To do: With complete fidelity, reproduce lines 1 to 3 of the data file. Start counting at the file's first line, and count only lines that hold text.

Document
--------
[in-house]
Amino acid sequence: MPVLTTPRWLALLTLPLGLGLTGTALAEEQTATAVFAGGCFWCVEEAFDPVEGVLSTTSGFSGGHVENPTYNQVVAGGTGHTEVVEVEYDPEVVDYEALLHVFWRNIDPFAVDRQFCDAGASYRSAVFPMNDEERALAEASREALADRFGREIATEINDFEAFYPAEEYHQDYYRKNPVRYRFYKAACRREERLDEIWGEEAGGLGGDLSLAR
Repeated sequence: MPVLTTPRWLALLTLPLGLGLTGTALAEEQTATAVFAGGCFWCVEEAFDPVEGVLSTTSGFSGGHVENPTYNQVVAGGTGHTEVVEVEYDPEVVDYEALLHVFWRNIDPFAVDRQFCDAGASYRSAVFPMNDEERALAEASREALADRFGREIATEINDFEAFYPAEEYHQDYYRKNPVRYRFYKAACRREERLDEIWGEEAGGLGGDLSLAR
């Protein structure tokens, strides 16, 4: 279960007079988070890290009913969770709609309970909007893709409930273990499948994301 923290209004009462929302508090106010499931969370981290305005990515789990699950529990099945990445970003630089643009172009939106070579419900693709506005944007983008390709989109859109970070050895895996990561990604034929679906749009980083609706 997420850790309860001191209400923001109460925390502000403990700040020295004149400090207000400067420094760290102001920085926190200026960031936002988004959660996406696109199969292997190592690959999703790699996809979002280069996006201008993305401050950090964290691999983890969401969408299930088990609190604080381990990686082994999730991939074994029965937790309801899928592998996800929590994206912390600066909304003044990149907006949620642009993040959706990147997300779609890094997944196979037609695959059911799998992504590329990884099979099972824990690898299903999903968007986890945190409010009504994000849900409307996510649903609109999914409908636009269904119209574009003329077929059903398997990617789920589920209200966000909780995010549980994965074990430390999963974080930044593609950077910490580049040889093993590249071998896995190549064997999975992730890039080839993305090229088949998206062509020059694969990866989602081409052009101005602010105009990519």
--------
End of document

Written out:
[in-house]
Amino acid sequence: MPVLTTPRWLALLTLPLGLGLTGTALAEEQTATAVFAGGCFWCVEEAFDPVEGVLSTTSGFSGGHVENPTYNQVVAGGTGHTEVVEVEYDPEVVDYEALLHVFWRNIDPFAVDRQFCDAGASYRSAVFPMNDEERALAEASREALADRFGREIATEINDFEAFYPAEEYHQDYYRKNPVRYRFYKAACRREERLDEIWGEEAGGLGGDLSLAR
Repeated sequence: MPVLTTPRWLALLTLPLGLGLTGTALAEEQTATAVFAGGCFWCVEEAFDPVEGVLSTTSGFSGGHVENPTYNQVVAGGTGHTEVVEVEYDPEVVDYEALLHVFWRNIDPFAVDRQFCDAGASYRSAVFPMNDEERALAEASREALADRFGREIATEINDFEAFYPAEEYHQDYYRKNPVRYRFYKAACRREERLDEIWGEEAGGLGGDLSLAR